Constructive Possession In Drug And Controlled Substance Cases

By Michael Joseph on March 07, 2013

Our White Plains criminal defense lawyers handle drug cases in the Westchester Criminal Courts on a regular basis. We are seeing more and more cases where one person in a car, building or even on the street has drugs such as cocaine, heroin, meth or oxycotin on them and everyone in the car or near the person is arrested and charged with criminal possession of a controlled substance.

Many of our clients assume that if they don’t have the drugs on them, they cannot be charged with possession of a drugs. However, the New York law also recognizes the concept of constructive possession. In New York, the rule has long been that to support a charge that a defendant was in constructive possession of tangible property, the People must show that the defendant exercised “dominion or control” over the property by a sufficient level of control over the area in which the contraband is found or over the person from whom the contraband.

The issue often becomes whether there is legally sufficient evidence to prove constructive possession. Under New York Criminal Procedure Law 70.10 [1], legally sufficient evidence means competent evidence which, if accepted as true, would establish every element of the crime charged and the defendant’s commission of it. New York Criminal Courts allow constructive possession to be proved by showing that a defendant exercised dominion and control over the place where contraband was seized or over the person who actually possessed the property. Whether a constructive possession of drugs case can be proved depends on a number of factors and often turns on fine details and the Courts have drawn very fine lines in determining whether constructive possession has been proven.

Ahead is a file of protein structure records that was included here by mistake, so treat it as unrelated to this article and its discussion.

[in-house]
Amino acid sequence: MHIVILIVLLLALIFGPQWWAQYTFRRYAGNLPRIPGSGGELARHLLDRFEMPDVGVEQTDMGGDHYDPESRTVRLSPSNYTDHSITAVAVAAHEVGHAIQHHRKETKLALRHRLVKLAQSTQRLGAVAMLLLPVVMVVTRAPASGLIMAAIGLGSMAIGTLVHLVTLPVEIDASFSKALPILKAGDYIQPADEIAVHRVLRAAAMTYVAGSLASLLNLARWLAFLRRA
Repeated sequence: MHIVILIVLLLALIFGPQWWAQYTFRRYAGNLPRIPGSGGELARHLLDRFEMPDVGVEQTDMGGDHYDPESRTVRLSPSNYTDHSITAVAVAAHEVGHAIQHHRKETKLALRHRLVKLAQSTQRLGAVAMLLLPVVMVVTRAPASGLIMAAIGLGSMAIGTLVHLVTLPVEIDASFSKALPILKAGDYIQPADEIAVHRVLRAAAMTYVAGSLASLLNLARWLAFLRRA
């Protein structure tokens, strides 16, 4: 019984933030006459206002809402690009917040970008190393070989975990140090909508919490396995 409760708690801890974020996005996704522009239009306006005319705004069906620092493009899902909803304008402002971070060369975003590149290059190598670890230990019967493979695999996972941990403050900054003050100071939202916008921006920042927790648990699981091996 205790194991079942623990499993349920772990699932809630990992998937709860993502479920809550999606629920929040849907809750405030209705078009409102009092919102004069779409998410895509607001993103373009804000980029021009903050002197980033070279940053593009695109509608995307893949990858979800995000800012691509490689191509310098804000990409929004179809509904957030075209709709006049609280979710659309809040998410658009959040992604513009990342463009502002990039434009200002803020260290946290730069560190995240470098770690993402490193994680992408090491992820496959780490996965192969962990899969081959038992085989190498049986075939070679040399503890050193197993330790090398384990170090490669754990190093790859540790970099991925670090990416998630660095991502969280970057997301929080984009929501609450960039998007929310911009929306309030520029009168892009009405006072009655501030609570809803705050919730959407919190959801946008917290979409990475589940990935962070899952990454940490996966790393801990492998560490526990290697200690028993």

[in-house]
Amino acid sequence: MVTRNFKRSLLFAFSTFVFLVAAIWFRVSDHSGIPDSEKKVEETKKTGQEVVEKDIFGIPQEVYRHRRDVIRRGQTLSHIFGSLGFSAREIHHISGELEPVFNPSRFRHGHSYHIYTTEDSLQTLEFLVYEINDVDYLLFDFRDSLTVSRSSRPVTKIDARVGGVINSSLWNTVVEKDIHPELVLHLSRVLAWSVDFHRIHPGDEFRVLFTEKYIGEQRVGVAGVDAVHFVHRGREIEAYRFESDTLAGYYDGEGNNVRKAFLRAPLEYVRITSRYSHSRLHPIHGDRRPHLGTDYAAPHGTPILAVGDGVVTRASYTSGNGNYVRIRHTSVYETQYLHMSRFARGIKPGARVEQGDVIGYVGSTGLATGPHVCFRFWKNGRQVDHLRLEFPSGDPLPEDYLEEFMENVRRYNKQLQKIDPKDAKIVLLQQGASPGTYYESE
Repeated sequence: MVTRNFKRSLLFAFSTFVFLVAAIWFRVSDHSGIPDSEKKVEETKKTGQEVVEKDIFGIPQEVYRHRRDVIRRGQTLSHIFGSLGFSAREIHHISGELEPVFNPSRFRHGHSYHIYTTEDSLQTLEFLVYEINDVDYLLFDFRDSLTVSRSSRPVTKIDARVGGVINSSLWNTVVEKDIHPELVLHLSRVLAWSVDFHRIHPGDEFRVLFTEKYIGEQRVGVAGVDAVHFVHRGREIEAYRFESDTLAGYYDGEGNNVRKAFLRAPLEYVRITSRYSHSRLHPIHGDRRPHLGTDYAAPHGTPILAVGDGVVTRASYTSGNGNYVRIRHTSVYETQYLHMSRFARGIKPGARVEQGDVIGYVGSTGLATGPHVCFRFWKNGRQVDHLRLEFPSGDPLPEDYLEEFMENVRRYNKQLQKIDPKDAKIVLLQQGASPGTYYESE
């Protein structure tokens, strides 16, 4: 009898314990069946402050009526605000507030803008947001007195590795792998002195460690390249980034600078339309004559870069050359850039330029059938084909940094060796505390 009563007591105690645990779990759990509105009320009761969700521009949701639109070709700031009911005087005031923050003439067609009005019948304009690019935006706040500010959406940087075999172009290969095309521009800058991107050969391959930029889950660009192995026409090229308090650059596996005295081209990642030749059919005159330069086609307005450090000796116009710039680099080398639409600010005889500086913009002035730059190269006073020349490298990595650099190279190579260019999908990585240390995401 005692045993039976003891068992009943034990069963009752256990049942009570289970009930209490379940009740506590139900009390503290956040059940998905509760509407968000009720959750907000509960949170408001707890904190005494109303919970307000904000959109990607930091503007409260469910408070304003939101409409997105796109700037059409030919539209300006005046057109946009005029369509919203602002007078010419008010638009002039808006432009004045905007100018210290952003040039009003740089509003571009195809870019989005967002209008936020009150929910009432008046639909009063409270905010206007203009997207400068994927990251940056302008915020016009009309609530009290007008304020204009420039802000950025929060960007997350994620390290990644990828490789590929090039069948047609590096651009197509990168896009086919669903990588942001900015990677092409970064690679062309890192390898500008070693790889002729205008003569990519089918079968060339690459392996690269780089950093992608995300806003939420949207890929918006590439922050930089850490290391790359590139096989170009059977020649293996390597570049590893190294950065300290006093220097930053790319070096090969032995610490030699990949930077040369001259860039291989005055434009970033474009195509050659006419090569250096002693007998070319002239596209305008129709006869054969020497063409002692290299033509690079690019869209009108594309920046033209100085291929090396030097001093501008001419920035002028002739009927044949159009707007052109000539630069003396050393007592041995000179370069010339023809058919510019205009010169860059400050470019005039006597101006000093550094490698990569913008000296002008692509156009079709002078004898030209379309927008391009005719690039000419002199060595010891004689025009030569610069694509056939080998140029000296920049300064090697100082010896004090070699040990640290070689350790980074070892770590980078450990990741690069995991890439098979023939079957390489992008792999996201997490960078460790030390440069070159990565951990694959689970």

The Courts have recognized that knowledge of the presence of illegal drugs may be shown circumstantially by conduct or directly by admission, or indirectly by contradictory statements from which guilt may be inferred. Therefore, our New York City and White Plains criminal defense lawyers recommend that anyone who is arrested in a drug possession case not answer any questions. Our attorneys have seen numerous cases where our clients were arrested and did not have drugs on them, but drugs were found on a friend or somewhere in a car, so there was no case against them, but they admitted knowledge of the drugs which incriminated them. Had they just kept quiet and said nothing the case would have been unprovable. In one recent case, our drug defense lawyers won a major victory in a Class A drug case where Meth was found in a car and and everyone in the car was arrested. Since the client was one of several people in the car and the drugs were found on one individual and our client did not incriminate herself, she got a complete dismissal of all charges.

However, the New York Courts have also recognized that in the absence of any proof that a defendant had authority over person in actual possession of the drugs, there is no constructive possession. In another case, the New York Criminal Courts held that the evidence was legally insufficient to establish the defendant’s constructive possession of cocaine which was found in a back room of grocery store in absence of evidence that defendant owned, rented or had control over or a possessory interest in store or room.

Our Westchester criminal defense lawyers have handled drug cases in New York City including the Bronx, Queens, Brooklyn, Manhattan) and Westchester including White Plains, New Rochelle, Mount Vernon, Yonkers, Scarsdale, Valhalla, Greenburgh, Mount Kisco, Rye, Port Chester and Armonk.

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